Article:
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Higher gasoline prices boost U.S. producer inflation
September 13, 2017 / 12:36 PM / in a month

Higher gasoline prices boost U.S. producer inflation

WASHINGTON (Reuters) - U.S. producer prices rebounded in August, driven by a surge in the cost of gasoline, and there were also signs of a pickup in underlying producer inflation.

Cains Lawrence (L), and Derrick Washington fill up gasoline cans and their vehicles at the Fuel City service station in the aftermath of Hurricane Harvey, in Dallas, Texas, U.S., September 1, 2017. REUTERS/Brandon Wade

The Labor Department said on Wednesday its producer price index for final demand increased 0.2 percent last month after slipping 0.1 percent in July. In the 12 months through August, the PPI rose 2.4 percent after advancing 1.9 percent in July.

Economists said the uptick in producer prices was unlikely to assuage Federal Reserve policymakers’ concerns about low inflation as the increase was largely due to a 9.5 percent increase in the cost of gas. That was the largest rise since January and followed a 1.4 percent decline in July.

Though gas prices could rise further in September in the wake of Hurricane Harvey, which disrupted oil refinery production in Texas, a reversal was expected because of ample crude supplies.

“Energy price gains, which will likely dominate the September inflation reports in the aftermath of Hurricanes Harvey and Irma, will likely be viewed as having a temporary impact on inflation by the Fed,” said John Ryding, chief economist at RDQ Economics in New York. 

Economists had forecast the PPI gaining 0.3 percent last month and accelerating 2.5 percent from a year ago.

A key gauge of underlying producer price pressures that excludes food, energy and trade services rose 0.2 percent last month after being unchanged in July. The so-called core PPI increased 1.9 percent in the 12 months through August after a similar gain in July.

Prices of U.S. Treasuries were trading lower, while the dollar rose against a basket of currencies. U.S. stock indexes were little changed after hitting record highs on Tuesday.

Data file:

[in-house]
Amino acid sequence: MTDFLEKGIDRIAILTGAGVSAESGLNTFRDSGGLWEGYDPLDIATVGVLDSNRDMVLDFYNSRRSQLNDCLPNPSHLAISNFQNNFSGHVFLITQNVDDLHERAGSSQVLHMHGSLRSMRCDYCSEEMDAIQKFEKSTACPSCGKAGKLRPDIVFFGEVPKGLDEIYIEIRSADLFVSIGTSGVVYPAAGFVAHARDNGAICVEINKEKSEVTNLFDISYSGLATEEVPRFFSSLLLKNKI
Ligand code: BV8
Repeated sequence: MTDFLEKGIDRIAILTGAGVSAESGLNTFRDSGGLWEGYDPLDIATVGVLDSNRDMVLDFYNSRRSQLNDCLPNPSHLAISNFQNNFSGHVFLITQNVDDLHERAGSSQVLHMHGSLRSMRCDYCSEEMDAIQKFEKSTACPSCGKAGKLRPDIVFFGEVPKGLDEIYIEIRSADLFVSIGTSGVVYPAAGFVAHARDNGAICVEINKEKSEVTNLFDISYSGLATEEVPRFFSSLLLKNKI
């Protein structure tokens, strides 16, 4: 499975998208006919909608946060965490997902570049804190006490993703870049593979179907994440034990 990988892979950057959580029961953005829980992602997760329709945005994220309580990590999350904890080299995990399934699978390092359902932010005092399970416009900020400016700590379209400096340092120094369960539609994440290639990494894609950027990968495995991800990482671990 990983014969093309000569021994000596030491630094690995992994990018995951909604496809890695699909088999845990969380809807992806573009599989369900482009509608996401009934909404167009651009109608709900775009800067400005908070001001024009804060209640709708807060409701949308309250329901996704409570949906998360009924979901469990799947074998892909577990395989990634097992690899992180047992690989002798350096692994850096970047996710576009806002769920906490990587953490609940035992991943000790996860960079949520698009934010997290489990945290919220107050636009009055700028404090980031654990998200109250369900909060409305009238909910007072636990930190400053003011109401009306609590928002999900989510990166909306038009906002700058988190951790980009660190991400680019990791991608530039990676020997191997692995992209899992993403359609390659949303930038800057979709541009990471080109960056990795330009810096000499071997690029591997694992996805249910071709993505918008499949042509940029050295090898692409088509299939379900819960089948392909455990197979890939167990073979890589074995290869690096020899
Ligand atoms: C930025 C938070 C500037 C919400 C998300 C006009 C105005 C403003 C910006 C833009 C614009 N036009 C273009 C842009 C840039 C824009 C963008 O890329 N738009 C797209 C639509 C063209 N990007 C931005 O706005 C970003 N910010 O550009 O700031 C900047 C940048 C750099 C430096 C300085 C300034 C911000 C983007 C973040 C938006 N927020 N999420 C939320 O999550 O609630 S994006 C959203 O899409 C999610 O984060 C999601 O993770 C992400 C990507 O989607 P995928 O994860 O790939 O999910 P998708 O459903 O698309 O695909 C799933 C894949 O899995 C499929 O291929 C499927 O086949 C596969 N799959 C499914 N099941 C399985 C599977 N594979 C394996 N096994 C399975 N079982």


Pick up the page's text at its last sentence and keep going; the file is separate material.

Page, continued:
EYES ON INFLATION

Inflation is being closely watched for clues on the timing of the next Fed interest rate increase. Economists expect the U.S. central bank will announce a plan to start reducing its $4.2 trillion portfolio of Treasury bonds and mortgage-backed securities at its Sept. 19-20 policy meeting.

The Fed is expected to delay raising rates until December.

August’s consumer inflation report scheduled for release on Thursday is expected to show gasoline prices helped push up the Consumer Price Index by 0.3 percent after a 0.1 percent rise in July, according to a Reuters survey of economists.

Last month’s increase in the PPI is unlikely to translate into a similar gain in the Fed’s preferred inflation measure, the personal consumption expenditures (PCE) price index excluding food and energy.

The annual increase in the core PCE has consistently undershot the central bank’s 2 percent inflation target since mid-2012. The core PCE rose 1.4 percent in July, the smallest year-on-year increase since December 2015.

The cost of food fell 1.3 percent as wheat prices recorded their biggest drop since April 2008. The decrease in food prices last month was the largest since February 2015 and followed an unchanged reading in July. There were also declines in the prices of fresh vegetables, fruits and meat.

Core goods prices rose 0.2 percent last month after slipping 0.1 percent in July. The cost of services edged up 0.1 percent after falling 0.2 percent in July. A 1.7 percent surge in the cost of consumer loans accounted for more than half of the increase in the price of services last month.

The cost of healthcare services increased 0.3 percent after a similar gain in July.

“This morning’s producer price gains for August are a step in the right direction,” said Scott Anderson, chief economist at the Bank of the West in San Francisco. “However, they are not yet quite as strong or as broad-based as the Federal Reserve would like to see to help push core consumer price inflation back up to the Fed’s 2 percent target.”

Reporting by Lucia Mutikani; Editing by Paul Simao

Our Standards:The Thomson Reuters Trust Principles.
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